Toast the guajillo pieces a few at a time in a dry heavy skillet or on a griddle heated over medium, pressing them flat against the hot surface with a metal spatula until they are aromatic, about 15 seconds per side. In a bowl, rehydrate the chiles for 20 minutes in hot tap water; keep the chiles submerged. Use a pair of tongs to transfer the rehydrated chiles to a food processor or blender. Measure in 1 cup of water; add the tomatoes and garlic and process to a smooth puree. Press through a medium-mesh sieve into a bowl, if desired. Heat 1½ tablespoons of the oil in a medium (4- to 5-quart) pot or Dutch oven or a large (12-inch) deep skillet over medium-high heat—you’ll need a lid for whichever vessel you choose. When hot, add the chile puree and stir until nearly constantly until reduced to the consistency of tomato paste, about 7 minutes. Add the broth, partially cover and simmer over medium-low heat for 20 minutes. Season with sugar and salt. Heat the remaining 1 tablespoon of the oil in a large skillet over medium. Add the eggs and cook on one side just until set, sunny-side up. Raise the heat under the seasoned sauce to medium-high. Stir in the chips, coating all of them well. Let return to a rolling boil, cover and turn off the heat. Let stand for no more than 4-5 minutes. Uncover the pot and check that the chips have softened nicely—they should be a little chewy, definitely not mushy. Spoon onto plates; drizzle with the crema (or thinned out sour cream), strew with the sliced onion and dust generously with the cheese. Top each portion with an egg and serve right away. Eat!
I never thought I would learn about new foods from a supermarket magazine, but the Hannaford one has done just that. Their latest issue features this recipe for ejjeh (pronounced “edgy”), a delicious treat from the Syria/Lebanon area of the Middle East. These are basically egg “pancakes,” or mini-omelets, and they are packed with fresh flavor. The tang of the onions and the aromatic parsley and mint make for a fresh, vibrant taste, with the chewy pita bread lending great texture. It was suggested to serve these with yogurt or hummus – we chose yogurt. I made a cucumber-less tzatziki, and it elevated the dish to a new level of deliciousness. Serve this with a fresh salad and it’s a unique twist on brunch, lunch, or even dinner. Enjoy!
1 small onion, finely chopped
2/3 cup finely chopped parsley
1 tablespoon finely chopped mint leaves
1 garlic clove, minced
¼ cup milk
¼ teaspoon kosher salt
¼ teaspoon freshly ground black pepper
4 tbsp. canola oil, or as needed
4 pieces pita bread, cut into quarters
In a medium bowl, whisk together eggs, onion, parsley, mint, garlic, milk, salt, and pepper. In a large nonstick skillet, heat 2 tbsp. of the oil over medium-high heat until very hot. Spoon about 2 tablespoons of egg mixture into the pan, making 4 “pancakes” per batch. Cook until the bottoms are lightly golden, about 30 seconds, then turn and cook the other side for 30 seconds. Transfer pancakes to a plate. Repeat with the next batch, adding more oil as needed. To serve, place one pancake in a pita quarter and place on a serving platter. Eat!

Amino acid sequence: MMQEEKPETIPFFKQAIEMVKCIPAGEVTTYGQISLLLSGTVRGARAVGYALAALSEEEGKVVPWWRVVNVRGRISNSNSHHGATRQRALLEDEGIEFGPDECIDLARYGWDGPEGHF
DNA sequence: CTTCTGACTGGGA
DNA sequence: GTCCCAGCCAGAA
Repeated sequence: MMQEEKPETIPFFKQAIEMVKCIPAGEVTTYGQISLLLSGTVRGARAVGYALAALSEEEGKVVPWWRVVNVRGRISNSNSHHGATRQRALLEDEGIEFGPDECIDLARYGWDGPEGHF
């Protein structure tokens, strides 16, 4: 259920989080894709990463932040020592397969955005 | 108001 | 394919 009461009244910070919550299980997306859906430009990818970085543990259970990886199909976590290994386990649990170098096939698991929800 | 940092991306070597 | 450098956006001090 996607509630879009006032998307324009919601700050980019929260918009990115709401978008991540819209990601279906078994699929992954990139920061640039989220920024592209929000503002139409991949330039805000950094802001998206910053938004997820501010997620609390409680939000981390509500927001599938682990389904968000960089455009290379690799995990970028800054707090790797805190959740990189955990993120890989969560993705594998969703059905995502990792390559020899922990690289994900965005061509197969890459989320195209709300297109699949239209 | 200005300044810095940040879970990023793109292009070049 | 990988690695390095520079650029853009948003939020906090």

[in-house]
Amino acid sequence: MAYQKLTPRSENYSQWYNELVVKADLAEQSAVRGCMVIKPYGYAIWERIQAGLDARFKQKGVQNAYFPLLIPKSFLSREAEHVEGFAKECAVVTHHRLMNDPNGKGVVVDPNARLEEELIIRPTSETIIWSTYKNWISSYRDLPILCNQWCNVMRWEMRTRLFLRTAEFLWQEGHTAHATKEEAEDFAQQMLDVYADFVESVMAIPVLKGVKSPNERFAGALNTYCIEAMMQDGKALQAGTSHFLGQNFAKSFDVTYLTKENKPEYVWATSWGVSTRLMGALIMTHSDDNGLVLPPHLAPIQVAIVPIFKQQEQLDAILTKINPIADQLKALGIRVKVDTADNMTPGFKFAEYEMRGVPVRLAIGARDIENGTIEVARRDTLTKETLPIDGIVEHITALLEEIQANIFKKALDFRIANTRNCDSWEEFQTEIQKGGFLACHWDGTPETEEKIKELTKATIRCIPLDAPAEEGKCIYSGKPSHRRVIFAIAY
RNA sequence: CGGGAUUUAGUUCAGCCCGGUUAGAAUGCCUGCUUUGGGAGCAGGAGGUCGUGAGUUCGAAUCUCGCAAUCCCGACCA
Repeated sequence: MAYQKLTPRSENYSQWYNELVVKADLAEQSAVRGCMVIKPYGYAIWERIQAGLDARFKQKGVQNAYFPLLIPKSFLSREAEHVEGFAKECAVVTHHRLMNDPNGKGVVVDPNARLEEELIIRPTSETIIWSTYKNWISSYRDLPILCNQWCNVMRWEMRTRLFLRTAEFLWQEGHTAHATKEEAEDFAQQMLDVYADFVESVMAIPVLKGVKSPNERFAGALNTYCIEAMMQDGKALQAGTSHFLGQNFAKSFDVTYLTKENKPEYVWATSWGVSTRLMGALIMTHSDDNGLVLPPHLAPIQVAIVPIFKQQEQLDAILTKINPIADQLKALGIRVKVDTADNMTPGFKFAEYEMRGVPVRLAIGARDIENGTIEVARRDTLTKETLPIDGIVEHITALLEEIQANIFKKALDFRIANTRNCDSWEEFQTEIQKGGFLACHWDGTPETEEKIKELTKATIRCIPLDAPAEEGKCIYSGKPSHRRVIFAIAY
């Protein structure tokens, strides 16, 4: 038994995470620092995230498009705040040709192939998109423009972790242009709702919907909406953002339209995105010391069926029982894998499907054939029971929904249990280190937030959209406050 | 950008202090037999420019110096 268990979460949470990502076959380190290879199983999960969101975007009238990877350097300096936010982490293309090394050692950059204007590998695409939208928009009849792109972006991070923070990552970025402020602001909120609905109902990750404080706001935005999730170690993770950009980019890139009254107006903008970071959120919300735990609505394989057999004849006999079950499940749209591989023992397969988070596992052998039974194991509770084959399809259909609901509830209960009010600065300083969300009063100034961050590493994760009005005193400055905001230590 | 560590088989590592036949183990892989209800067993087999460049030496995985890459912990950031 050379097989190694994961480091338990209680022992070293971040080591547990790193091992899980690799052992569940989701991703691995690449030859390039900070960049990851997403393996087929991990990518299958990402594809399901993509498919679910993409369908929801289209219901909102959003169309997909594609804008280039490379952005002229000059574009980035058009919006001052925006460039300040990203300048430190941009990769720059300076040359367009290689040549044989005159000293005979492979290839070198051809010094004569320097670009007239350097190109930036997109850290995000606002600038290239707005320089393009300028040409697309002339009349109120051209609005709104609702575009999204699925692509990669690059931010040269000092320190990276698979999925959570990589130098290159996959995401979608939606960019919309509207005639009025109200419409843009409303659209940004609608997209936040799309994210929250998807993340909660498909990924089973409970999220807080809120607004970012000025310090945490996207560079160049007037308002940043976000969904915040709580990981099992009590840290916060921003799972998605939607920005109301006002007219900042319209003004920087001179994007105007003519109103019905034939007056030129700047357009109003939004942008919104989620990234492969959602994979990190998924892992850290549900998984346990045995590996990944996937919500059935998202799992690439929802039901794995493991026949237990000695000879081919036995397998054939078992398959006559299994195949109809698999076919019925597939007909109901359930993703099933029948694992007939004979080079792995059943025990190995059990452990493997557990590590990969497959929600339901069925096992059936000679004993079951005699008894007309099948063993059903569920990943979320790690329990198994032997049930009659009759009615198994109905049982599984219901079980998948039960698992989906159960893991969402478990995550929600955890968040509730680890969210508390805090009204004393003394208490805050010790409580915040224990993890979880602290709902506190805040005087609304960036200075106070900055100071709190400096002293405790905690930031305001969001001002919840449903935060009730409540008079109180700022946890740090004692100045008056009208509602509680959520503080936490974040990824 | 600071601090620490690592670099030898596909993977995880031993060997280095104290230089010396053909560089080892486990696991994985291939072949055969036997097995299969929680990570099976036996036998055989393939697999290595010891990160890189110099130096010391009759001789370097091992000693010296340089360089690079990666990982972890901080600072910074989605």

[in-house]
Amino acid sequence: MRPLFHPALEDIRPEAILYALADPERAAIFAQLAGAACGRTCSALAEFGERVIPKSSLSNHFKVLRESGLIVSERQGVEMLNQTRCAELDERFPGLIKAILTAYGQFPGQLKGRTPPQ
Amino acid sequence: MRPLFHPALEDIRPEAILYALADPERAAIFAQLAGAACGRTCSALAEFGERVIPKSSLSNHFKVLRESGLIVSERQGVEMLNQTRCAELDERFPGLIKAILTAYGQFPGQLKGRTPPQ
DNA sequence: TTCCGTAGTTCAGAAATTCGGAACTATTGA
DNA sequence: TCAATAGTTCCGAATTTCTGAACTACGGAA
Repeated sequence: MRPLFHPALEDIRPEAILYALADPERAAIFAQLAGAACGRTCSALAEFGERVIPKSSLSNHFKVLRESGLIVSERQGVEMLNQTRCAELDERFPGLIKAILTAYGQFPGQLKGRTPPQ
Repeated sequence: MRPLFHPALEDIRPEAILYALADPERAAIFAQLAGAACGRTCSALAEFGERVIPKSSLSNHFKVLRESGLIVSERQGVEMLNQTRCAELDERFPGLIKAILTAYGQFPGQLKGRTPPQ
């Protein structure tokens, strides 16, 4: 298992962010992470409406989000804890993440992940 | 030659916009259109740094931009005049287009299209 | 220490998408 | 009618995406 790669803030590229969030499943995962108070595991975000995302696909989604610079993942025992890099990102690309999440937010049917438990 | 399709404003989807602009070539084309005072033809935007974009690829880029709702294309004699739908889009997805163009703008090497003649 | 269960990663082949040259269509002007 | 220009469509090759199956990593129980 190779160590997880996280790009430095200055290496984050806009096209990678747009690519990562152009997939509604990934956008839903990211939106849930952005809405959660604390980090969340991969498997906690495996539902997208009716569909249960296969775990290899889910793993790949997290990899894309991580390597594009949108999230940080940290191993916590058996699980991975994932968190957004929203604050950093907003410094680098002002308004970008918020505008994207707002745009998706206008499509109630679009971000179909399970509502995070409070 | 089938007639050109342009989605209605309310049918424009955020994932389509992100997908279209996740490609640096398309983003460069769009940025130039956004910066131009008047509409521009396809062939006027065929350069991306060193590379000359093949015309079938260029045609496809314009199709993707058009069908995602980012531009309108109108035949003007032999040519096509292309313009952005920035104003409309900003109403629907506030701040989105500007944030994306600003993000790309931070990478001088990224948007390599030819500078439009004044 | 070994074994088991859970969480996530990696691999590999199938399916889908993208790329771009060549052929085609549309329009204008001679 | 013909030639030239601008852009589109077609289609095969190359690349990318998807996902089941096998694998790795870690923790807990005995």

Today’s recipe is short and simple, but your taste buds will thank you for taking the minimal amount of time and effort to make it. It’s little more than an omelet, but it takes on a whole new dimension of flavor with the mere addition of an item not usually associated with omelets: jam. We saw a recipe at some point for a tea sandwich consisting of camembert cheese with fig jam. It was this that inspired us to create the dish presented today. We used the eggs as the serving vehicle for the camembert (or Brie, either will be fine) and blue cheese; the savory qualities of the eggs and cheese is a natural match for the fig jam. This could almost be considered a dessert – heck, serve it as such if you want, nobody will complain. The cheeses give the dish a rich component; we served it with strawberries to balance it out, and it worked perfectly. Enjoy!
The MHK’s Cheese Omelet with Fig Jam
2 tbsp. vegetable oil
¼ tsp. ground black pepper
2 oz. camembert or Brie cheese, sliced thin (with or without the rind)
2 oz. crumbled blue cheese
2 tbsp. fig jam
Heat oil in a skillet over med-high heat (if using a really good non-stick skillet, you can cut down or omit the oil). Lightly beat eggs with the pepper. Add to skillet; let the bottom set. Flip omelet over; top half with the cheeses. Fold other half over the cheese-topped half; flip once and then plate. Slice omelet in half. Top each with a 1 tbsp. dollop of fig jam. Eat!